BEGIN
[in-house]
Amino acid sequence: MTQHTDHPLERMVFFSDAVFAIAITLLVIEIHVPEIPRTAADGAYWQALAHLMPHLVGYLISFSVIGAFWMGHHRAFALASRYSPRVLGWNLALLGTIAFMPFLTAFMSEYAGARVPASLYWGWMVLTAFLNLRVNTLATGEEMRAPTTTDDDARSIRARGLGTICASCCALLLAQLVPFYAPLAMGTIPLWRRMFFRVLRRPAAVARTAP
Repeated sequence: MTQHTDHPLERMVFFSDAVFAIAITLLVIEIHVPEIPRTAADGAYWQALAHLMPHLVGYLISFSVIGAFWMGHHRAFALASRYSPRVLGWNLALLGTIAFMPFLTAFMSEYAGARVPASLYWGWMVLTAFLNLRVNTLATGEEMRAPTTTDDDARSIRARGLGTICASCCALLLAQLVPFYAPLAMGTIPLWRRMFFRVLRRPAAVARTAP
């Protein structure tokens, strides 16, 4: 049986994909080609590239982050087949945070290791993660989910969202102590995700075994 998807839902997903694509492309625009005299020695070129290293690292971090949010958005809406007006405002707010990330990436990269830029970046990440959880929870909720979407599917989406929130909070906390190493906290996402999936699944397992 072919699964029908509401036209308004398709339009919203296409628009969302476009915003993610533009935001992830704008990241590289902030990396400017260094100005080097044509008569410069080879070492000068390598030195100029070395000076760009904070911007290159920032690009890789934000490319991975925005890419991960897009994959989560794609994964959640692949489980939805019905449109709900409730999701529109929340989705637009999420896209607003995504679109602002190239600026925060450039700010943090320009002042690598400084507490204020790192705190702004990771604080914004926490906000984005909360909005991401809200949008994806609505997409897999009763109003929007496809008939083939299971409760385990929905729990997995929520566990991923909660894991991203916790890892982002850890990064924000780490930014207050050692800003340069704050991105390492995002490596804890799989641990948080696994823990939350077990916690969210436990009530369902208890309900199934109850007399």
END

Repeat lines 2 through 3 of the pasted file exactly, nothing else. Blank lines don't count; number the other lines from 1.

Amino acid sequence: MTQHTDHPLERMVFFSDAVFAIAITLLVIEIHVPEIPRTAADGAYWQALAHLMPHLVGYLISFSVIGAFWMGHHRAFALASRYSPRVLGWNLALLGTIAFMPFLTAFMSEYAGARVPASLYWGWMVLTAFLNLRVNTLATGEEMRAPTTTDDDARSIRARGLGTICASCCALLLAQLVPFYAPLAMGTIPLWRRMFFRVLRRPAAVARTAP
Repeated sequence: MTQHTDHPLERMVFFSDAVFAIAITLLVIEIHVPEIPRTAADGAYWQALAHLMPHLVGYLISFSVIGAFWMGHHRAFALASRYSPRVLGWNLALLGTIAFMPFLTAFMSEYAGARVPASLYWGWMVLTAFLNLRVNTLATGEEMRAPTTTDDDARSIRARGLGTICASCCALLLAQLVPFYAPLAMGTIPLWRRMFFRVLRRPAAVARTAP